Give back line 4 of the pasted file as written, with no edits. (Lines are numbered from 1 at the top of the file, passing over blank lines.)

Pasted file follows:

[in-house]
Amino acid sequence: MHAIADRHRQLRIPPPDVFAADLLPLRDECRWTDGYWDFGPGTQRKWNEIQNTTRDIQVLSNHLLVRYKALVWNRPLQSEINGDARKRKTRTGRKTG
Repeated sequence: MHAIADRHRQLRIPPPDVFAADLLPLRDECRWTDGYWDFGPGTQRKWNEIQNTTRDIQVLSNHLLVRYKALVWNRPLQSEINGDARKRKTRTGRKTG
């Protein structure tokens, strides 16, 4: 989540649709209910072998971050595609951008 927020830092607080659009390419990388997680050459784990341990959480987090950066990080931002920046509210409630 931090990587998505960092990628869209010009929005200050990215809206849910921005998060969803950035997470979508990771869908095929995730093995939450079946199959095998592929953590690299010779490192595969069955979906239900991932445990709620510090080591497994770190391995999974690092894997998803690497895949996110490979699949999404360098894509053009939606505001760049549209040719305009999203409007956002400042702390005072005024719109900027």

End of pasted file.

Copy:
């Protein structure tokens, strides 16, 4: 989540649709209910072998971050595609951008 927020830092607080659009390419990388997680050459784990341990959480987090950066990080931002920046509210409630 931090990587998505960092990628869209010009929005200050990215809206849910921005998060969803950035997470979508990771869908095929995730093995939450079946199959095998592929953590690299010779490192595969069955979906239900991932445990709620510090080591497994770190391995999974690092894997998803690497895949996110490979699949999404360098894509053009939606505001760049549209040719305009999203409007956002400042702390005072005024719109900027």